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Iowa defensive end Adrian Clayborn will stand trial June 22 on charges he punched an Iowa City cab driver Jan. 18.
Clayborn, a 20-year-old junior from St. Louis, was charged with assault causing bodily injury, a serious misdemeanor. He has pleaded not guilty.
All-American Iowa running back and likely NFL draft pick Shonn Greene was one of six witnesses listed in court documents. It was undetermined whether it was Greene who restrained Clayborn during the altercation.
Clayborn was arrested March 16 and released on his own recognizance. A pre-trial conference is set for 9 a.m. June 10.
Clayborn remains in good standing with the football team, unlike other players who have had recent legal issues. That includes Iowa Coach Kirk Ferentz’s son, James, who was arrested for public intoxication earlier this week. Clayborn started 11 of 13 games last fall as a sophomore.
Defensive tackles Matt Kroul and Mitch King anchored Iowa football with consistency and stellar play.
Kroul started a school-record 50 consecutive games for Iowa. King started 45 games, including the last 30. But with those two players, quantity hardly tells the story. King was named the Big Ten’s defensive lineman of the year and was a second-team All-American. Kroul was named second-team all-Big Ten.
The accolades King and Kroul achieved drift off the page in media guides but live in the past for Iowa Coach Kirk Ferentz. Neither King nor Kroul will ever legally tackle another running back or sack another quarterback in an Iowa uniform. Their absence has left a void in their defense, but one Ferentz believes has some prospects.
“To replace that kind of production and quality, it’s not that easy,” Ferentz said. “So we’ve got a lot of work to do. And clearly, the guys we’ve got coming back, they’re going to have to elevate their play.”
The spring football depth chart has junior Karl Klug and sophomore Mike Daniels opening as the starting defensive tackles. Both spelled King and Kroul last year and had moments. Klug, a 6-foot-4, 258-pounder from Caledonia, Minn., played in 12 games last year. He earned the Big Ten’s defensive player of the week award after a nine-tackle, two-sack performance in a reserve role against Florida International last September.
Daniels (6-1, 267) played in eight games and had six tackles, including one for loss. Daniels hails from Blackwood, N.J. Listed as backups are Cody Hundertmark (6-4, 280) and Steve Bigach (6-3, 270). Hundertmark, a junior from Humboldt, sat out last season and hopes to earn a red-shirt. He played five games as a true freshman in 2007 and recorded two tackles. Bigach, a red-shirt freshman, entered last season weighing 220 pounds after earning all-state honors from Ohio powerhouse St. Ignatius.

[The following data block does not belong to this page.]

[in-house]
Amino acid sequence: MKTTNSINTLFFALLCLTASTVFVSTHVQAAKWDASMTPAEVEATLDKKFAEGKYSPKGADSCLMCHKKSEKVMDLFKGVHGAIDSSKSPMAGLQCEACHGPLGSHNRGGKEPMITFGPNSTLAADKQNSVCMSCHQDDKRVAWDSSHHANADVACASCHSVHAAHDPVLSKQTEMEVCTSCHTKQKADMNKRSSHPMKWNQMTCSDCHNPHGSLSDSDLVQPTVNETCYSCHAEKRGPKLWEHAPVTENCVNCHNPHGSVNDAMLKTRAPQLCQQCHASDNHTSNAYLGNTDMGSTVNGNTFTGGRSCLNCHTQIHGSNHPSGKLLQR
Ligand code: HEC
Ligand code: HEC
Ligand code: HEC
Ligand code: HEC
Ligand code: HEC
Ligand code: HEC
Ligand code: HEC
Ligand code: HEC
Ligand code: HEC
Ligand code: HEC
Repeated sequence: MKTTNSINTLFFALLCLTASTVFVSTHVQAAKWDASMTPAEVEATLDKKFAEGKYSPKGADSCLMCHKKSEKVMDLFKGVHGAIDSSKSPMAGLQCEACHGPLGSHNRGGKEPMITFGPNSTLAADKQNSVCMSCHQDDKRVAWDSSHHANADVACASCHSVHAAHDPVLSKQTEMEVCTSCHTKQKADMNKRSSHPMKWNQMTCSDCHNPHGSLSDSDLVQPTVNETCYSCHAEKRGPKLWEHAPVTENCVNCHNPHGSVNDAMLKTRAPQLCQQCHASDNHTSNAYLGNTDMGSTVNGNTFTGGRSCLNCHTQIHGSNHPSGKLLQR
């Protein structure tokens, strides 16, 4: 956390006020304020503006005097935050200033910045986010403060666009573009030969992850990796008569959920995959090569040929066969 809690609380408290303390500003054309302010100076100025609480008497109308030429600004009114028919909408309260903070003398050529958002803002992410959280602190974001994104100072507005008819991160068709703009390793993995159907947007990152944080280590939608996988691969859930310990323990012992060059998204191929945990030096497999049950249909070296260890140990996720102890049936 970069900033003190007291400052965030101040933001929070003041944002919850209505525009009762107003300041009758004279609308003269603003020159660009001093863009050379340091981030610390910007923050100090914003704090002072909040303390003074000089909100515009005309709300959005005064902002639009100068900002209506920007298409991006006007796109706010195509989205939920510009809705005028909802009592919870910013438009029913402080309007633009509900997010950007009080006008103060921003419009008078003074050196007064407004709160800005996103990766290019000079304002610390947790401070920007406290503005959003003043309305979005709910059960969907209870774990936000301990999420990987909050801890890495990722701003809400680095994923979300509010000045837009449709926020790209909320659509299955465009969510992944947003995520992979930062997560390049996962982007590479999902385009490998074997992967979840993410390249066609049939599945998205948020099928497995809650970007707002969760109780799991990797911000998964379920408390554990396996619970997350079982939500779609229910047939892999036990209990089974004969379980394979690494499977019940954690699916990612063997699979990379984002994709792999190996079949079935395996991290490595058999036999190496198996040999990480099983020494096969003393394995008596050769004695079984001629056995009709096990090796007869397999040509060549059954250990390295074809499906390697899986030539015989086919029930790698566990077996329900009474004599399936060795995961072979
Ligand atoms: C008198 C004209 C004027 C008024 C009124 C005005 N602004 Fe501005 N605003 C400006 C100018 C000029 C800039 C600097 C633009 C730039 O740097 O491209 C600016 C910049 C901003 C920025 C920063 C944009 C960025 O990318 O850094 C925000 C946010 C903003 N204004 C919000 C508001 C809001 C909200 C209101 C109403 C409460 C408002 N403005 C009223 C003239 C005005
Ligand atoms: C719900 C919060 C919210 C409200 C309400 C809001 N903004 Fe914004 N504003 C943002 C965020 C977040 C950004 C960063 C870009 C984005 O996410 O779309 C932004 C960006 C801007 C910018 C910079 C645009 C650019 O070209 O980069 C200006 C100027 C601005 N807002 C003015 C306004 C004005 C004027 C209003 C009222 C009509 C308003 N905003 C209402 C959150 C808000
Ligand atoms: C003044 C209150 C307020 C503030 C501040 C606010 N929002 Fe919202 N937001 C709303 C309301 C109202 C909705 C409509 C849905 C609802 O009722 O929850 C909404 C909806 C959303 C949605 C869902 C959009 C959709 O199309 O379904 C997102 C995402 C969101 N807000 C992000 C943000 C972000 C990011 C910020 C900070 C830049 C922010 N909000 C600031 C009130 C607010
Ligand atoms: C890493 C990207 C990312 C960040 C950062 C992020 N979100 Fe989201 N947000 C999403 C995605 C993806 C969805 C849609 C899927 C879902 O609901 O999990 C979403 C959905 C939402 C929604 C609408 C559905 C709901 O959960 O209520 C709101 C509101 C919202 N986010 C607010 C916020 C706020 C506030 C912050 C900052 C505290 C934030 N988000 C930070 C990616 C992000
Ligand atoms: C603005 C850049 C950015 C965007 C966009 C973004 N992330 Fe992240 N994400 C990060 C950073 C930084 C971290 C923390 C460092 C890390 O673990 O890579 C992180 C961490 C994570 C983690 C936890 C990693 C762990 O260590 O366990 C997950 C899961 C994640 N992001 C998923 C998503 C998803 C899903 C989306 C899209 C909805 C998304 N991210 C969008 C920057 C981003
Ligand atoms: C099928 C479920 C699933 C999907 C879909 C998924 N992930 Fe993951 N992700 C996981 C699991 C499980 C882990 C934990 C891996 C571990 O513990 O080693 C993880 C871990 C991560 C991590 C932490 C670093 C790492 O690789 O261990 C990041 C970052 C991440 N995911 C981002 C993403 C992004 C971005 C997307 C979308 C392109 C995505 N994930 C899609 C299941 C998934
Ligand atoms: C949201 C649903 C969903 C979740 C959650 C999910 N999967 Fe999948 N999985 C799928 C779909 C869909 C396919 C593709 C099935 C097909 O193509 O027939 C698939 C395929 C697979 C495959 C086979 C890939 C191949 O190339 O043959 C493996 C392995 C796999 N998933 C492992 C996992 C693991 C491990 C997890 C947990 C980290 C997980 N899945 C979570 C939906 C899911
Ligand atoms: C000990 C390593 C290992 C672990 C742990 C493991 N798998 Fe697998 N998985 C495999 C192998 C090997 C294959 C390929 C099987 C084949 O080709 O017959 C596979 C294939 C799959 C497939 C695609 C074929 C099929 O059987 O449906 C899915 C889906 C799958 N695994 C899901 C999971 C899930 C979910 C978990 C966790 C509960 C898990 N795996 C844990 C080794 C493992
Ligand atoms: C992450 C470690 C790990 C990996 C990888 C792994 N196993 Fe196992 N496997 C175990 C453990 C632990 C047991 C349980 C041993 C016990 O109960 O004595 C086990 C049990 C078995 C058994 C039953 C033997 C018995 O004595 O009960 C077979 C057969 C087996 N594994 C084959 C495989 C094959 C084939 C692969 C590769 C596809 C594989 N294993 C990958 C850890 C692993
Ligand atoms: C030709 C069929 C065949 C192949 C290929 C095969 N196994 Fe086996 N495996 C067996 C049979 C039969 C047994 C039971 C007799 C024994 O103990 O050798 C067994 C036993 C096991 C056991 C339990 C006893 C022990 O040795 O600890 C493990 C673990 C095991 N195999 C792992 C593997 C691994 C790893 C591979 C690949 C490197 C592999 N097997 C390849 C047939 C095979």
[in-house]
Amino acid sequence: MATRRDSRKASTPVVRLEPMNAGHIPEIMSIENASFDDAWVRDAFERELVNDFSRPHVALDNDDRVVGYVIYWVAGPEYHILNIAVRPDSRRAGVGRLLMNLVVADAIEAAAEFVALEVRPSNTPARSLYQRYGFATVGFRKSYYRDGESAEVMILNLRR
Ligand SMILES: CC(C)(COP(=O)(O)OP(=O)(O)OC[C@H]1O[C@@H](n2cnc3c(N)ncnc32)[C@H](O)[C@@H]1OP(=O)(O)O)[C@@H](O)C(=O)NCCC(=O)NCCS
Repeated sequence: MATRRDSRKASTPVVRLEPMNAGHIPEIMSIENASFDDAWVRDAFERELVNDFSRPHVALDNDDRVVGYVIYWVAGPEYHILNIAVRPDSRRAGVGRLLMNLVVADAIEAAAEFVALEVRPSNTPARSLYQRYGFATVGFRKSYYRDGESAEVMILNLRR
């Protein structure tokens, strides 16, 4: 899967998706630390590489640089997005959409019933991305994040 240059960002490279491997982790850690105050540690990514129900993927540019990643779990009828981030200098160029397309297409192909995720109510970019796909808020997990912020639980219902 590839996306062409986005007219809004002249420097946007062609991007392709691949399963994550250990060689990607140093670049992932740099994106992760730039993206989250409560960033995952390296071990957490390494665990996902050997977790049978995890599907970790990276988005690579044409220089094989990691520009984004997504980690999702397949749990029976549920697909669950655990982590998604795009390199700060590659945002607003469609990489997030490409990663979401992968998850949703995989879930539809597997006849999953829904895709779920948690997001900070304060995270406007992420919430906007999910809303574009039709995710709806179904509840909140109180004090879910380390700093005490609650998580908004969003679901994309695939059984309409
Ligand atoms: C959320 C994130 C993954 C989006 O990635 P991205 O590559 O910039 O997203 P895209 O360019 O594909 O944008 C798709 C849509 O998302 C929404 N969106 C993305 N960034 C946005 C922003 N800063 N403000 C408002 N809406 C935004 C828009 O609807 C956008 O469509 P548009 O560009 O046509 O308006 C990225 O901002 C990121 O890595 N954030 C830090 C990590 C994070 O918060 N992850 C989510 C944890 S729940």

Senior defensive end Chad Geary (6-3, 262 from Tipton) also could see time inside, Ferentz said.
“Chad has done a nice job as a backup end and played well when he’s played,” Ferentz said. “So we’re going to toy around with him playing inside, too, and see what kind of knack he has for that.”
Iowa makes up for its lack of experience at defensive tackle with its end rotation intact from last season. Juniors Adrian Clayborn and Christian Ballard are back, along with sophomore Broderick Binns, who shined in spot duty. Ballard started every game, while Clayborn missed two starts for injury. Geary filled in for Clayborn.
St. Louis native Clayborn (6-3, 282) had 50 tackles and eight tackles for loss. Ballard (6-5, 285, Lawrence, Kan.) had 40 tackles, including 3.5 tackles for loss. Binns (6-2, 255, St. Paul, Minn.) had two late-season sacks last year.
Ferentz said he has no plans to move any of his ends inside – outside of Geary – despite the depth at defensive end.
“Our intentions are for those guys to play outside,” he said. “They’re probably best suited to play outside, although they might be capable of moving in there. We’re planning on bringing in the other guys, see what they can do, see how things progress and how it goes from there.”
With success and experience comes responsibility. Ferentz expects his veterans to provide leadership to his younger players and maintain a solid work ethic throughout the spring.
“Those guys can’t ever get the feeling that they’re arrived,” Ferentz said. “I’ve eluded to Mitch King and Matt Kroul and the way they practiced last year. That’s indicative of what you’re looking for in a veteran player.”